We have had daily thunderstorms for the past week. Dark clouds and blue skies alternating in a crazy quilt pattern. Sudden downpours leaving pools and streams everywhere. Here is a haiku from the Japanese poet Issa:

in every pool of water--
spring sunlight

(Translation, Stephen Addis)

We took thirteen of the lambs off for sale yesterday. Susan, Stuart, John Richard and I slipping in the wet barnyard as we caught, ear-tagged and put them on the truck. Susan drove them off while I changed from boots and muddy denim to a coat and tie. The rest of the lambs were separated from the mothers and put in a fenced off section of pasture to grow a little more. Some we will keep, some will be sold at auction, some sold as breeding stock. The ewes seemed relieved. It was past time for weaning for most anyhow. It seems odd to look out in the yard and not see the usual dozen lambs that have squeezed under the fence to graze on the lawn and eat Susan's roses.

Tuesday, June 04, 2002

Canadian editorialist David Warren is always worth reading. From his Sunday column: It is probably silly to write in a daily newspaper about such grand things as the rise and fall of civilizations. And yet the core questions of what we are, and therefore what we must do, are questions that arise every day, and govern our judgements on minor events.

Monday, June 03, 2002

The old cat came to the door with a young cottontail in his mouth, still living. Perhaps I have grown too soft, perhaps I am just tired of arguing with the cat about bringing dinner inside still kicking. I got the rabbit loose and freed it over the wire fence into a tangle of honeysuckle. Beast, the cat, followed me down to the barn, hoping I still had the rabbit hidden up my sleeve somewhere.
Tomorrow is the thirteenth anniversary of the Tiananmen Square massacre. Eve Tushnet has a post on attending a vigil outside the Chinese Embassy on Saturday; a small but valiant attempt to keep alive the memory of those brief hope-filled days. Long time readers of this site (are any of you out there?) may have noticed that I occasionally post a fragment of Chinese or Japanese poetry. The abundance of good translations of classical Chinese and Japanese verse is one of the few fortunate aspects of our current literary culture. It is a great gift to be able to listen in on this interlinked web of conversations on the human condition, conducted at the highest artistic levels for over two thousand years. It is the antithesis of our contemporary "youth culture."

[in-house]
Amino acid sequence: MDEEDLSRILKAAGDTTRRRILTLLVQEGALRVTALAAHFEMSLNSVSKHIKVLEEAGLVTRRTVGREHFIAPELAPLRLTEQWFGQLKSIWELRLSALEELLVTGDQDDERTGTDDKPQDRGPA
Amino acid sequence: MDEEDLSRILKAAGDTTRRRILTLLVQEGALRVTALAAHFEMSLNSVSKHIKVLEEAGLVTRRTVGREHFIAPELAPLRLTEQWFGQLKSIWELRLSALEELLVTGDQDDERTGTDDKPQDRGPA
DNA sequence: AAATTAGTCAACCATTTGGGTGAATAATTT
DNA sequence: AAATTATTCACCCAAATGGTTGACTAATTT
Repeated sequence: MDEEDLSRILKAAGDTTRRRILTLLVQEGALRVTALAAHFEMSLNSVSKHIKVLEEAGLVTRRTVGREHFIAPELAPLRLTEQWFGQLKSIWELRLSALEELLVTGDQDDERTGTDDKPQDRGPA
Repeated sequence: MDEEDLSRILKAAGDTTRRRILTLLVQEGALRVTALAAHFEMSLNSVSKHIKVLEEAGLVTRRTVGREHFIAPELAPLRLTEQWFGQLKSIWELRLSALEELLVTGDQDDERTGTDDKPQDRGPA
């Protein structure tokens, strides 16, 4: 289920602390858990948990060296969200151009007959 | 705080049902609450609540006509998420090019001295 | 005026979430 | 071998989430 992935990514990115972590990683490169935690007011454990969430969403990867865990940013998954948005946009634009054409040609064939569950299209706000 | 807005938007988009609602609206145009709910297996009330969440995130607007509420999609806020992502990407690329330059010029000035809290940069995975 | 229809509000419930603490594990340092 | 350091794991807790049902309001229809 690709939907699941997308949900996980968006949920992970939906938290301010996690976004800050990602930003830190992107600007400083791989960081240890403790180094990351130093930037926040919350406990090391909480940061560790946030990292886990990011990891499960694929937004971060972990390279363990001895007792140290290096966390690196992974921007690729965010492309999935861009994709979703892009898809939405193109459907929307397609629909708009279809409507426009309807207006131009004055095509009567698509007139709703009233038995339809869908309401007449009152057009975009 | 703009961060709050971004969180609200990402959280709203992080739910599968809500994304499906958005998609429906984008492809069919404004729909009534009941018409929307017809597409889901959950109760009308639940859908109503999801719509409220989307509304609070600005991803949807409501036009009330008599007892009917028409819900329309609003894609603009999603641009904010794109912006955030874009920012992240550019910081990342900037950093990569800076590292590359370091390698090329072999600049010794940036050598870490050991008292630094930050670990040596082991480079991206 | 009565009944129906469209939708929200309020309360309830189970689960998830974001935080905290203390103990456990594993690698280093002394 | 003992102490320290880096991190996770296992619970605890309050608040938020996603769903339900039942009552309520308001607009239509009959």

Thinking of Tiananmen reminds me of some lines from the T'ang Dynasty poet Tu Fu, meditating on another time of loss and change in China: "The nation shattered, mountains and rivers remain." A melancholy poem, which nonetheless takes some small comfort in the continuities of nature and landscape. One wonders what the poet would have thought of the Three Gorges Dam project. Today, the State survives, but mountains and rivers are shattered. Submerging and forever altering some of the most beautiful places in China, the only way we westerners can comprehend the impact of the project would be to imagine an Anglo-American initiative to simultaneously flood the Grand Canyon and pave over Wordsworth's Lake District.

Martin Roth also notes the Tiananmen anniversary and adds an article noting the conversion of many of the dissidents to Christianity.

Saturday, June 01, 2002

Here is Peggy Noonan's take on the post 9/11 FBI scandal. After fifteen years as a prosecutor working in local law enforcement, I am not surprised by any of this. Colleen Rowley's statement that "Certain facts . . . have . . . been omitted, downplayed, glossed over and/or mis-characterized in an effort to avoid or minimize personal and/or institutional embarrassment on the part of the FBI and/or perhaps even for improper political reasons." unfortunately does not describe an isolated incident so much as an institutional culture. Despite the efforts of many fine individual agents, the Bureau is legendary in the law enforcement community for its arrogance, and all too often, its incompetence.